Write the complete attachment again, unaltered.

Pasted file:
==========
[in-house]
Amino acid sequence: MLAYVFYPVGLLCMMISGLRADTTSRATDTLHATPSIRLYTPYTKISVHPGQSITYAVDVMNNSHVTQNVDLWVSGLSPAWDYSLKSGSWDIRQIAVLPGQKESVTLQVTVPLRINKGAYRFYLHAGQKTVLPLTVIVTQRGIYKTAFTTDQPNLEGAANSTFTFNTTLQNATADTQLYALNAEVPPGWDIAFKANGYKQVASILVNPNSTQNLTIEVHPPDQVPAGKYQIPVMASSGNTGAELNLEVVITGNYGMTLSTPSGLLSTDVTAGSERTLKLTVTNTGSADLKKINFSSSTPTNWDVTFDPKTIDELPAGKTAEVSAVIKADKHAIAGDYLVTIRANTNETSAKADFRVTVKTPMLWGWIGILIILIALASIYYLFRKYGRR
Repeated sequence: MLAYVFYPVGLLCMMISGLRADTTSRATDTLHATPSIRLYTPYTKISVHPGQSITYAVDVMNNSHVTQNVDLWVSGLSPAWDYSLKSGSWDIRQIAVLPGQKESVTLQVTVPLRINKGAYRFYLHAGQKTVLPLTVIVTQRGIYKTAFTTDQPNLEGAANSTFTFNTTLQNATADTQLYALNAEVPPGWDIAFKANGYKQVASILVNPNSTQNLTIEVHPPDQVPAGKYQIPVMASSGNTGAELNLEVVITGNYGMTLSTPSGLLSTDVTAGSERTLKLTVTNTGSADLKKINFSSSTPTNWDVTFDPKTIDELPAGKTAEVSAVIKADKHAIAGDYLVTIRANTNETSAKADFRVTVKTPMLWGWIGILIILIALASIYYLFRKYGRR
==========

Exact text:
[in-house]
Amino acid sequence: MLAYVFYPVGLLCMMISGLRADTTSRATDTLHATPSIRLYTPYTKISVHPGQSITYAVDVMNNSHVTQNVDLWVSGLSPAWDYSLKSGSWDIRQIAVLPGQKESVTLQVTVPLRINKGAYRFYLHAGQKTVLPLTVIVTQRGIYKTAFTTDQPNLEGAANSTFTFNTTLQNATADTQLYALNAEVPPGWDIAFKANGYKQVASILVNPNSTQNLTIEVHPPDQVPAGKYQIPVMASSGNTGAELNLEVVITGNYGMTLSTPSGLLSTDVTAGSERTLKLTVTNTGSADLKKINFSSSTPTNWDVTFDPKTIDELPAGKTAEVSAVIKADKHAIAGDYLVTIRANTNETSAKADFRVTVKTPMLWGWIGILIILIALASIYYLFRKYGRR
Repeated sequence: MLAYVFYPVGLLCMMISGLRADTTSRATDTLHATPSIRLYTPYTKISVHPGQSITYAVDVMNNSHVTQNVDLWVSGLSPAWDYSLKSGSWDIRQIAVLPGQKESVTLQVTVPLRINKGAYRFYLHAGQKTVLPLTVIVTQRGIYKTAFTTDQPNLEGAANSTFTFNTTLQNATADTQLYALNAEVPPGWDIAFKANGYKQVASILVNPNSTQNLTIEVHPPDQVPAGKYQIPVMASSGNTGAELNLEVVITGNYGMTLSTPSGLLSTDVTAGSERTLKLTVTNTGSADLKKINFSSSTPTNWDVTFDPKTIDELPAGKTAEVSAVIKADKHAIAGDYLVTIRANTNETSAKADFRVTVKTPMLWGWIGILIILIALASIYYLFRKYGRR